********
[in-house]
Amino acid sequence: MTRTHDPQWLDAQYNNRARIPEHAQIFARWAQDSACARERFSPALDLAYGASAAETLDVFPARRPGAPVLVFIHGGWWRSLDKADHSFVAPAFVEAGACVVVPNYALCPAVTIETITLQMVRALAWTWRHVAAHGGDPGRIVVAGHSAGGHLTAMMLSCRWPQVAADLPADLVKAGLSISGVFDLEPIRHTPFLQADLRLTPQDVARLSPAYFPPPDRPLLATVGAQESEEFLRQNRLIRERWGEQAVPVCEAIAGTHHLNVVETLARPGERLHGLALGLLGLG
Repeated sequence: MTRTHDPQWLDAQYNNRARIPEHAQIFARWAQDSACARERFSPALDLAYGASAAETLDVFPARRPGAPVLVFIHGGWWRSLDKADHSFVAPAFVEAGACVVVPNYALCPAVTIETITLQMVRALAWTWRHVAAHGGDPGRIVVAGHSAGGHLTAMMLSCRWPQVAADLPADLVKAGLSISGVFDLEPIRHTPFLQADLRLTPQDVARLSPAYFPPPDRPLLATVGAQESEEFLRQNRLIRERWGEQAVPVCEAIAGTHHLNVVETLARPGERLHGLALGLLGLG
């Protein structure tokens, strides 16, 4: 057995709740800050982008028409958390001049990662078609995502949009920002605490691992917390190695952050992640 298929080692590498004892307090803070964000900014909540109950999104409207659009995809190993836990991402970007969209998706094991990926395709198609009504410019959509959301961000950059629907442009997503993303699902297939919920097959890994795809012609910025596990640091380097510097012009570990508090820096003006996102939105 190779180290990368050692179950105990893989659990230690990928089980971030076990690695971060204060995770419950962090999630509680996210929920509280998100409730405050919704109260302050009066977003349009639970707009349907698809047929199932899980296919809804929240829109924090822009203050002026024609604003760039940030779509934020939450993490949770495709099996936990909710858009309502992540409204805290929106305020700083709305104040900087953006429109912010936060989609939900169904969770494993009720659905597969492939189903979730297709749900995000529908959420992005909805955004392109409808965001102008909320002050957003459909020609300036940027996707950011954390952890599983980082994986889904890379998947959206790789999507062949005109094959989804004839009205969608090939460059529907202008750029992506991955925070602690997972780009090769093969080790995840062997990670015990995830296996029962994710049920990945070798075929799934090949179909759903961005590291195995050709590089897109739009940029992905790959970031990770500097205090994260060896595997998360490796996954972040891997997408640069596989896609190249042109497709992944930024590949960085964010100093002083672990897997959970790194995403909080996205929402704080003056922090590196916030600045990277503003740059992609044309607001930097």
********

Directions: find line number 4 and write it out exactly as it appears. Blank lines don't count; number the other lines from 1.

């Protein structure tokens, strides 16, 4: 057995709740800050982008028409958390001049990662078609995502949009920002605490691992917390190695952050992640 298929080692590498004892307090803070964000900014909540109950999104409207659009995809190993836990991402970007969209998706094991990926395709198609009504410019959509959301961000950059629907442009997503993303699902297939919920097959890994795809012609910025596990640091380097510097012009570990508090820096003006996102939105 190779180290990368050692179950105990893989659990230690990928089980971030076990690695971060204060995770419950962090999630509680996210929920509280998100409730405050919704109260302050009066977003349009639970707009349907698809047929199932899980296919809804929240829109924090822009203050002026024609604003760039940030779509934020939450993490949770495709099996936990909710858009309502992540409204805290929106305020700083709305104040900087953006429109912010936060989609939900169904969770494993009720659905597969492939189903979730297709749900995000529908959420992005909805955004392109409808965001102008909320002050957003459909020609300036940027996707950011954390952890599983980082994986889904890379998947959206790789999507062949005109094959989804004839009205969608090939460059529907202008750029992506991955925070602690997972780009090769093969080790995840062997990670015990995830296996029962994710049920990945070798075929799934090949179909759903961005590291195995050709590089897109739009940029992905790959970031990770500097205090994260060896595997998360490796996954972040891997997408640069596989896609190249042109497709992944930024590949960085964010100093002083672990897997959970790194995403909080996205929402704080003056922090590196916030600045990277503003740059992609044309607001930097």